Film: Shadow Dancer
Spy stories are most commonly exhilarating, unnerving, erotic, and perhaps slightly eccentric. There’ll be a brutish, masculine hero, a fight scene or three, and a car that transforms into a fondue set. Understatement has little place in many movies of the genre, which is a little ironic given that the profession is built around calculation and intrigue.
Yet Shadow Dancer, a British flick about MI5 in Northern Ireland, excels in understatement. Slowly, carefully, cautiously, the plot develops and intriguing threads are teased together. However, while it has all the ingredients to make a captivating thriller (if not a classic spy story), it didn’t rise to the occasion.
Let’s start with the stellar cast. Clive Owen plays an MI5 spy charged with recruiting Northern Irish republicans to double-cross their own side. Early on, he manages this, blackmailing Andrea Riseborough to spy on her brothers. Yet while Owen’s an actor of immense talent, the viewer can’t build a connection with his rather two-dimensional character.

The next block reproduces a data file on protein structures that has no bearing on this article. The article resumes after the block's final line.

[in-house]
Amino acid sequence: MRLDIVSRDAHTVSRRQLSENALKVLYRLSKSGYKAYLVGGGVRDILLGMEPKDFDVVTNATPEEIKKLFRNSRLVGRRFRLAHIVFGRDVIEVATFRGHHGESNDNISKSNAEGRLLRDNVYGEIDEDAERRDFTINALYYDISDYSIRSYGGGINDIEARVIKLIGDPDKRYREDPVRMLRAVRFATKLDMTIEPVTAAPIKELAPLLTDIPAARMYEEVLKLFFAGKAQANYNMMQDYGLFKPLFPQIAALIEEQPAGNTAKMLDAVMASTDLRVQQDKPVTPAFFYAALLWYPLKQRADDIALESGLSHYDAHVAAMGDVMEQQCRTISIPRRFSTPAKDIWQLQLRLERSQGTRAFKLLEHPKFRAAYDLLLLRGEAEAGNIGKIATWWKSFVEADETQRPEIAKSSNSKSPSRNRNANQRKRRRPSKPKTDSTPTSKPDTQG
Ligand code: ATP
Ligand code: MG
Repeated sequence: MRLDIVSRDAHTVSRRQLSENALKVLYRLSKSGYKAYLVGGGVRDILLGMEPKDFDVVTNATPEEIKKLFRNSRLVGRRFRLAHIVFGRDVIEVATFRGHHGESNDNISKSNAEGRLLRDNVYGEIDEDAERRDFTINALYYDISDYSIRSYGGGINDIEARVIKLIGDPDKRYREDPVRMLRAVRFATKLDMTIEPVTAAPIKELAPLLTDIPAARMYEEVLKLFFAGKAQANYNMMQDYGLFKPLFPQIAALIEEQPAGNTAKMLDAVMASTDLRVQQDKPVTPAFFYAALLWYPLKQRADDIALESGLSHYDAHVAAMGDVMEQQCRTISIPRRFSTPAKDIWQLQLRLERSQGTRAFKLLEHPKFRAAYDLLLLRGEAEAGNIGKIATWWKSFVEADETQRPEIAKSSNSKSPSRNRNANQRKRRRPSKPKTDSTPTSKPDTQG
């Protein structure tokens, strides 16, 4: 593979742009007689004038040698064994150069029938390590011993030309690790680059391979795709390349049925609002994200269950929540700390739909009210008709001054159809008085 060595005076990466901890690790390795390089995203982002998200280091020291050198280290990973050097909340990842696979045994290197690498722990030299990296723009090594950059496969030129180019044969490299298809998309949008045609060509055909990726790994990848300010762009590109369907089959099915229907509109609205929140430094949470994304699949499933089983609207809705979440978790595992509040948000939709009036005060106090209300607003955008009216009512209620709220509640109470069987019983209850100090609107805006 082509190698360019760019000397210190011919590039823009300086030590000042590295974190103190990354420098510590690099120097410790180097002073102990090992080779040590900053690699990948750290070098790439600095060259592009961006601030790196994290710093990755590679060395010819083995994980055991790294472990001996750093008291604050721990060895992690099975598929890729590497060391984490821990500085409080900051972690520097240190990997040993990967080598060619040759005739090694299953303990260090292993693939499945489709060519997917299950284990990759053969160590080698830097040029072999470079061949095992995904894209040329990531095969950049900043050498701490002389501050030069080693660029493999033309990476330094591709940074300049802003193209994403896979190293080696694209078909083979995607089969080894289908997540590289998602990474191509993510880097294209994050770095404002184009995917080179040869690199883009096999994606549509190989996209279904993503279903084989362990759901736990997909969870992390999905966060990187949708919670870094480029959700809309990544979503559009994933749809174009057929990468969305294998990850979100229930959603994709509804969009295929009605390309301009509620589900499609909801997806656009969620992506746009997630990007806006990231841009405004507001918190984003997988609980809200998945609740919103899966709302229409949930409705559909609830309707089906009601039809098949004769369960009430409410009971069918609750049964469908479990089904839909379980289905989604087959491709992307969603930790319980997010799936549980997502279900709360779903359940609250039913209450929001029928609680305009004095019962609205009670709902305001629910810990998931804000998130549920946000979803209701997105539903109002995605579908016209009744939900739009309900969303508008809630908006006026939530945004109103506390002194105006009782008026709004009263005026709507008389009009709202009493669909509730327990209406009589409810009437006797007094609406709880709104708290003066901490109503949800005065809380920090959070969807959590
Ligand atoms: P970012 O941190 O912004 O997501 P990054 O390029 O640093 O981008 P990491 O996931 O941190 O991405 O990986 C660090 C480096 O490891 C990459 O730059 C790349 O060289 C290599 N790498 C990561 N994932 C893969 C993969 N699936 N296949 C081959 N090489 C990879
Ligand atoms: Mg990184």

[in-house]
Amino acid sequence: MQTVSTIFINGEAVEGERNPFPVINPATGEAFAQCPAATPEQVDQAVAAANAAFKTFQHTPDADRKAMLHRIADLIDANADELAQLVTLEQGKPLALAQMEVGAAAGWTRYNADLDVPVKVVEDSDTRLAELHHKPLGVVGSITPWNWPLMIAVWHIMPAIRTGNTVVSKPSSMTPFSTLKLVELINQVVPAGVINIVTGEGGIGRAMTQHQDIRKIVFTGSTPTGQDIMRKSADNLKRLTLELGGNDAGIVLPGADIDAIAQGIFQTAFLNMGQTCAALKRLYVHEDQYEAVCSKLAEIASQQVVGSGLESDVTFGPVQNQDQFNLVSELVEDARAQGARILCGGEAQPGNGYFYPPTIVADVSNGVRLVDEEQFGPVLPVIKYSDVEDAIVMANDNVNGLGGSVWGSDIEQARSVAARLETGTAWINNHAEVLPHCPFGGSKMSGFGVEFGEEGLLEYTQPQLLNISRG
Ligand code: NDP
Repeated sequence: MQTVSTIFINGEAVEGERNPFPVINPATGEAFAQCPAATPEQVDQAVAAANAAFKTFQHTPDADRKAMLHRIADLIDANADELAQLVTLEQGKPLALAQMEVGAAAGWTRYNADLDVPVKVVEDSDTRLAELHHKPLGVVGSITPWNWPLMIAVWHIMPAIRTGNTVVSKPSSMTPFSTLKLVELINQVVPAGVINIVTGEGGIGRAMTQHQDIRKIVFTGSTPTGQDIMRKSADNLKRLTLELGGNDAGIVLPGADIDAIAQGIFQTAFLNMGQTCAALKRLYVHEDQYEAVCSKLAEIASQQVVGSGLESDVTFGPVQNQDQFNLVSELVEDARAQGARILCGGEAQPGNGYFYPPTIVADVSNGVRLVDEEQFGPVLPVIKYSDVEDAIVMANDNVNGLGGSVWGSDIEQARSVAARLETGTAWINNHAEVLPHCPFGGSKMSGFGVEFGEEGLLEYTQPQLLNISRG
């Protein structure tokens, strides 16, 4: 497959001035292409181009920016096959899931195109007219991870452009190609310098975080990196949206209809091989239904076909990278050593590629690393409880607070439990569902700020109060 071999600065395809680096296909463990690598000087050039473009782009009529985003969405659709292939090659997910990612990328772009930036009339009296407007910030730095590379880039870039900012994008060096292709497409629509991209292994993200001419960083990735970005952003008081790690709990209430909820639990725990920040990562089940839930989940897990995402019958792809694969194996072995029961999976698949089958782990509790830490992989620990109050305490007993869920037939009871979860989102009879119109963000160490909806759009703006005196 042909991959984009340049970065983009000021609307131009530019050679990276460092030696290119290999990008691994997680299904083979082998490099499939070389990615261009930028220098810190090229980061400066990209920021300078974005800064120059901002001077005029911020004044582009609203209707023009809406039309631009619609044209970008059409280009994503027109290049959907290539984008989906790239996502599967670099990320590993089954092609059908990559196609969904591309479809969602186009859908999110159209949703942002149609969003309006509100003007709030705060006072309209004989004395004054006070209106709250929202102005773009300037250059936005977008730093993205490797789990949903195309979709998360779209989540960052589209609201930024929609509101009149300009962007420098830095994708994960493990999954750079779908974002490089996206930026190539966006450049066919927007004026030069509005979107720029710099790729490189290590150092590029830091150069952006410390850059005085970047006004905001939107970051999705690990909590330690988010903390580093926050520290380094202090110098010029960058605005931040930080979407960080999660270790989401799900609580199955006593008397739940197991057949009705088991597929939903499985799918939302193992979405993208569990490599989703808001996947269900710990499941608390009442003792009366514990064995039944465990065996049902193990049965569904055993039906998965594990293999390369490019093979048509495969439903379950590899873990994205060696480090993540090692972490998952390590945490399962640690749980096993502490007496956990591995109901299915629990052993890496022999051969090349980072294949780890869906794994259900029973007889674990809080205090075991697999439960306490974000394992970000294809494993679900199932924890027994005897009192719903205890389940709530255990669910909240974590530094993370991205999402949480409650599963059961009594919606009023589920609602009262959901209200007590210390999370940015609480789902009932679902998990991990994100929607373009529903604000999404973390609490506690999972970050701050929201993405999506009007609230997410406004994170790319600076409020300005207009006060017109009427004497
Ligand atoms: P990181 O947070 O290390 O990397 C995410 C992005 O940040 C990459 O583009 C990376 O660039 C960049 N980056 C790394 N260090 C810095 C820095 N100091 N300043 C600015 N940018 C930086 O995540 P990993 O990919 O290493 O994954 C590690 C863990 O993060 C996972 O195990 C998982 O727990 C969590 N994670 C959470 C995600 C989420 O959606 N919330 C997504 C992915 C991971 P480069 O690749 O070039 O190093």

This was not the case with Riseborough, whose interpretation of a conflicted, miserable mother desperately trying to protect her son is sensational. There’s a moment in the film when you’re transfixed by her coldness, her palpable loneliness, which she manages to portray without uttering a word.
Both the dialogue and the plot build a sympathetic picture of people caught up in the Troubles. Yet the determination of the director to pursue subtle, gritty, sober reflection at all costs means that the exhilarating parts of the film aren’t as strong as they should be.
Spy films always end up on TV on a bank holiday Monday. Rather than seeing this one in the cinema, I’d recommend waiting until then.
In cinemas now